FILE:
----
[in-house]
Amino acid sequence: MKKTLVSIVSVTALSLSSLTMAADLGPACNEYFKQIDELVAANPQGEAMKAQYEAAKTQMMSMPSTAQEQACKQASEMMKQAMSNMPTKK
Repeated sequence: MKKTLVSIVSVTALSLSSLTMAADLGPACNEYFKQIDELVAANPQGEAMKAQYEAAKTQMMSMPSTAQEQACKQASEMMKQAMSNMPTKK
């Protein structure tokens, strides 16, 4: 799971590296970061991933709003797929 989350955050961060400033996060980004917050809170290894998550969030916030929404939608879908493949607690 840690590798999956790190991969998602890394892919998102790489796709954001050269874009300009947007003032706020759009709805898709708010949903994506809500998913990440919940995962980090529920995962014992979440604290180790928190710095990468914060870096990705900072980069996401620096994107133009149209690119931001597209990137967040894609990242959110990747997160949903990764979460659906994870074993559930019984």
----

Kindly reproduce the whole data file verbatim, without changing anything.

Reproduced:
[in-house]
Amino acid sequence: MKKTLVSIVSVTALSLSSLTMAADLGPACNEYFKQIDELVAANPQGEAMKAQYEAAKTQMMSMPSTAQEQACKQASEMMKQAMSNMPTKK
Repeated sequence: MKKTLVSIVSVTALSLSSLTMAADLGPACNEYFKQIDELVAANPQGEAMKAQYEAAKTQMMSMPSTAQEQACKQASEMMKQAMSNMPTKK
């Protein structure tokens, strides 16, 4: 799971590296970061991933709003797929 989350955050961060400033996060980004917050809170290894998550969030916030929404939608879908493949607690 840690590798999956790190991969998602890394892919998102790489796709954001050269874009300009947007003032706020759009709805898709708010949903994506809500998913990440919940995962980090529920995962014992979440604290180790928190710095990468914060870096990705900072980069996401620096994107133009149209690119931001597209990137967040894609990242959110990747997160949903990764979460659906994870074993559930019984």